28. June 2012 11:20
Allergan’s Botox (botulinum toxin type A) has been recommended in final NICE guidance as a treatment option for adults who experience chronic migraine.
The popular cosmetic injection has been recommended in adults whose condition has not responded to three other preventative medicines but has previously been appropriately managed.
Professor Carole Longson, Director of the Heath Technology Evaluation Centre at NICE, said the Institute was pleased to recommend Botox for the “extremely debilitating” condition.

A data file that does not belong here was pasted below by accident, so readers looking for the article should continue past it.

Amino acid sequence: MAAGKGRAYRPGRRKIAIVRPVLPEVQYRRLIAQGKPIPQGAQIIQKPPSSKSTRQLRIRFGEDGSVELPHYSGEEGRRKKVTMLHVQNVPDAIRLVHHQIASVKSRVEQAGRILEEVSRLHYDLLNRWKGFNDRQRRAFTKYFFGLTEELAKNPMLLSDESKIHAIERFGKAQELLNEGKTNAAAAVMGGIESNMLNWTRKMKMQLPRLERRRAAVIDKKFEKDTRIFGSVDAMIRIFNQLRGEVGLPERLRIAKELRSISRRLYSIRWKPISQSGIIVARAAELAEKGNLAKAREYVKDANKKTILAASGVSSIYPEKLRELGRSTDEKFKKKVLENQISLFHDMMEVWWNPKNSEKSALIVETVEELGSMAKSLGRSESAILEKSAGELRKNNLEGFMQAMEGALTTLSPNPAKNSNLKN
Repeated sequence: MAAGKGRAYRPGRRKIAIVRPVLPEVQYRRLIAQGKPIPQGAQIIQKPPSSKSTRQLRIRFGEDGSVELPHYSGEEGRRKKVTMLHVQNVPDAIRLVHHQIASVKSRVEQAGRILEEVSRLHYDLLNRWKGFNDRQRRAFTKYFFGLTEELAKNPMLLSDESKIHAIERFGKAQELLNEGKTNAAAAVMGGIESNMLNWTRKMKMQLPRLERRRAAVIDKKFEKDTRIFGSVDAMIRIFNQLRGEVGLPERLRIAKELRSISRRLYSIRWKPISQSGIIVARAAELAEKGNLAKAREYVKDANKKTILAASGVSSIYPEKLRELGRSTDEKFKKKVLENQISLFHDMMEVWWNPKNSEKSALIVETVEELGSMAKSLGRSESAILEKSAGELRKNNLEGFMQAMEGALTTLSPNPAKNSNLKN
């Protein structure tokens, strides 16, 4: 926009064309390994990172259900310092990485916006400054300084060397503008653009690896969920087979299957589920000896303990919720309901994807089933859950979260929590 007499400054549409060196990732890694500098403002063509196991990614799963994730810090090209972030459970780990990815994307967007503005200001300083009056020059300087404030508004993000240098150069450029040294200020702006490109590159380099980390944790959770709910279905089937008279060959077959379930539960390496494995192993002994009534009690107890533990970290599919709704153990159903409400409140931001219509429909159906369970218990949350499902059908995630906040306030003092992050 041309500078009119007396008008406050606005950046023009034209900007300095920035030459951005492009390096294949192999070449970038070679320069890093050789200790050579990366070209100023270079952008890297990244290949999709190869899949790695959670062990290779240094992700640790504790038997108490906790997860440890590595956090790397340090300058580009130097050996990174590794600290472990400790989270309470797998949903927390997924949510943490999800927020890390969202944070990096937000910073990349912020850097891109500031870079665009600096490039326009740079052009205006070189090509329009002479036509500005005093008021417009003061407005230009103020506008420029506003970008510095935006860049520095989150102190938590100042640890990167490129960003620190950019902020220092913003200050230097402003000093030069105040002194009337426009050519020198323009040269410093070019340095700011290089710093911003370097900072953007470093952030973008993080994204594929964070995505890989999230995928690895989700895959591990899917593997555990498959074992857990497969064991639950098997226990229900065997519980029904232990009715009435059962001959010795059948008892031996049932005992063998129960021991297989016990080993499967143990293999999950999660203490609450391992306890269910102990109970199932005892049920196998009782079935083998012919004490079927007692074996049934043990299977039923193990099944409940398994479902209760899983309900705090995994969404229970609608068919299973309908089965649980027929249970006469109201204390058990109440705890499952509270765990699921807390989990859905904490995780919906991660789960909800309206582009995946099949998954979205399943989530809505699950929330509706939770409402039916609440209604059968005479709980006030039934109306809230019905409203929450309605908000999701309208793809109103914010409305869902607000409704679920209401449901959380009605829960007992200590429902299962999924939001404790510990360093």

The guidance recommends Botox may be used on the NHS as an option unless a patient’s headaches have not improved after two cycles of treatment. Also, if a person’s ‘headache days’ have reduced to fewer than 15 days a month over three months then treatment should stop.
A chronic migraine is defined as headaches on at least 15 days per month, of which at least 8 days are with a migraine. It’s believed that around 1.6% of adults are affected with the condition.
The guidance applies to NHS settings in England and Wales. In April last year, the Scottish Medicines Consortium advised against the use of the injection to treat the condition.